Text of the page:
In the old days of the internet, product building followed the Field of Dreams doctrine: “If you build it, they will come”. Now that the internet market is oversaturated, the phrase isn’t exactly true… at least, not for its original purpose.Continue reading “If You Build It, They Will Come”
Alright, perhaps I should be nice and not demand you to stop getting scared. But really, you shouldn’t be. Here’s why.Continue reading “Stop Getting Scared By AI”
As the mental health crisis continues to loom over our heads, we’ve noticed an astonishing pattern emerge: diagnoses of anxiety disorders, particular social anxiety, are skyrocketing. Now the question is: why?Continue reading “The Rise of Anxiety”
When people start creating, they believe in a reality that people will listen to them right out of the gate. But in order to last, you have to build a mindset to create simply for one person: yourself.Continue reading “Audience of One”
In this blog post, I’m going to talk about death. More specifically, I’m going to talk about how death has changed — how death influenced the way we see online, and how online has influenced the way we see death.
First, I want to talk about real life death on the internet. Facebook was perhaps the pioneer for this — as users began to grow old and die, the site pursued a “memorialization” feature that allowed profiles to be curated after death. It is a strange sort of realization: when social media owners die, where do the profiles go?
There is something perhaps eerie about watching old videos, or reading old blog posts, and realizing that the person who made them is dead. In another way, it’s a boon to all of us. Better than ever before our memories now stay with the world long after our deaths, stitched together in the weave of the internet.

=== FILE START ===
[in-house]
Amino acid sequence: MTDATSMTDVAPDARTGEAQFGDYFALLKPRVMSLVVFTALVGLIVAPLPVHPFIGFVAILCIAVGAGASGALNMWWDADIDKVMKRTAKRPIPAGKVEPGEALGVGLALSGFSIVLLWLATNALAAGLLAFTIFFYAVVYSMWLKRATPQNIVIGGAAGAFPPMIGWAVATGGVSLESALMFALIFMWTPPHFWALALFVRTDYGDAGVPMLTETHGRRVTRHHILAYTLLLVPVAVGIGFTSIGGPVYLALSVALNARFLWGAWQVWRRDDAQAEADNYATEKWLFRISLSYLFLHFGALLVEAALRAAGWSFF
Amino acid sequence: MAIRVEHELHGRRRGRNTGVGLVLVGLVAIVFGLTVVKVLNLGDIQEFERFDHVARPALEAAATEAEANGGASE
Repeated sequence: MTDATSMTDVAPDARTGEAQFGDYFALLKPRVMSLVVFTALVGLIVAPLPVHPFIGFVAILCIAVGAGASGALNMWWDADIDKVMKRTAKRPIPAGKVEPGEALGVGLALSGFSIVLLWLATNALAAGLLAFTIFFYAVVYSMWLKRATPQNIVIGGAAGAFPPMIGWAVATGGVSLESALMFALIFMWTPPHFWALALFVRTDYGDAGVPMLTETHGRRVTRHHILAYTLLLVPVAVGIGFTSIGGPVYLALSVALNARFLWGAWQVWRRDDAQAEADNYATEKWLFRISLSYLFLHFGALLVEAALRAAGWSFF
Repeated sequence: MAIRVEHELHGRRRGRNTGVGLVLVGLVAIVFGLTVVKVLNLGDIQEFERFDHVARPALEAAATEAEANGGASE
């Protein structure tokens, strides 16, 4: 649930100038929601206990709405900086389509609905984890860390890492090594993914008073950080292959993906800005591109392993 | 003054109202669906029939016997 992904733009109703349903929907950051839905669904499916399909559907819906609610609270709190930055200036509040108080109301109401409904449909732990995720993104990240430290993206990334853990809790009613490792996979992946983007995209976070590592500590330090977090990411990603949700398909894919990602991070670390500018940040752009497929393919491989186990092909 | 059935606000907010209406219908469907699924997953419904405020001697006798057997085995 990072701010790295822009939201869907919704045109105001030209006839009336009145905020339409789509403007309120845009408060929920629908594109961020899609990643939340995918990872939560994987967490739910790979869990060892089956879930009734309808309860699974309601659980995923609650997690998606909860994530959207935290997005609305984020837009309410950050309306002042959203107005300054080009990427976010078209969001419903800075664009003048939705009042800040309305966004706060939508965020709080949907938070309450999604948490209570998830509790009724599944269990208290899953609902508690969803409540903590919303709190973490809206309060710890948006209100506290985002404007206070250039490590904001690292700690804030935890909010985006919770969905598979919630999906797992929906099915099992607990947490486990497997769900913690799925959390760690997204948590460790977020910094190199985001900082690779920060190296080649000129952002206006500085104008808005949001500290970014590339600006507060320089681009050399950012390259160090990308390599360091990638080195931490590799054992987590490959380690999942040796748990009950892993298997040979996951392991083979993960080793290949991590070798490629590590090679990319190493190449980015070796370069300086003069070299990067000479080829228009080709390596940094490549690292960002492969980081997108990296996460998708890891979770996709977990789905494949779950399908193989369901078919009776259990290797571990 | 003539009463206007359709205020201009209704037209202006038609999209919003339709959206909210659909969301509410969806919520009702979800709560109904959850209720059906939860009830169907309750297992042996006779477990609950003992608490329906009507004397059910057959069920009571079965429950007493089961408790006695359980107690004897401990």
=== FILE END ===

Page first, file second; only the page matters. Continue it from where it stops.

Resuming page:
But perhaps more interesting is this new form of “internet death”, also known as “cancellation”. Social suicide had always existed in one form or another, and is an interesting concept in its own right. However, I plan on discussing the idea itself further in a later post — what I wanted to focus on now is scale.
Say you got “cancelled” in a time pre-Internet. In such a case, you can just go to the town over, and as long as no one there recognizes you you’ll be just fine. Post-Internet, however, things aren’t quite as simple. When the effect is across a universal scale, the damage becomes a lot more severe. It also means false-positives are a lot more deadly.
Death on the internet is an ever evolving concept. Memorialization services and archives will likely be expanded. “Cancellation” will likely become regulated in some form. However, at this point things are still in the wild west. That can be scary, but it can also be hopeful.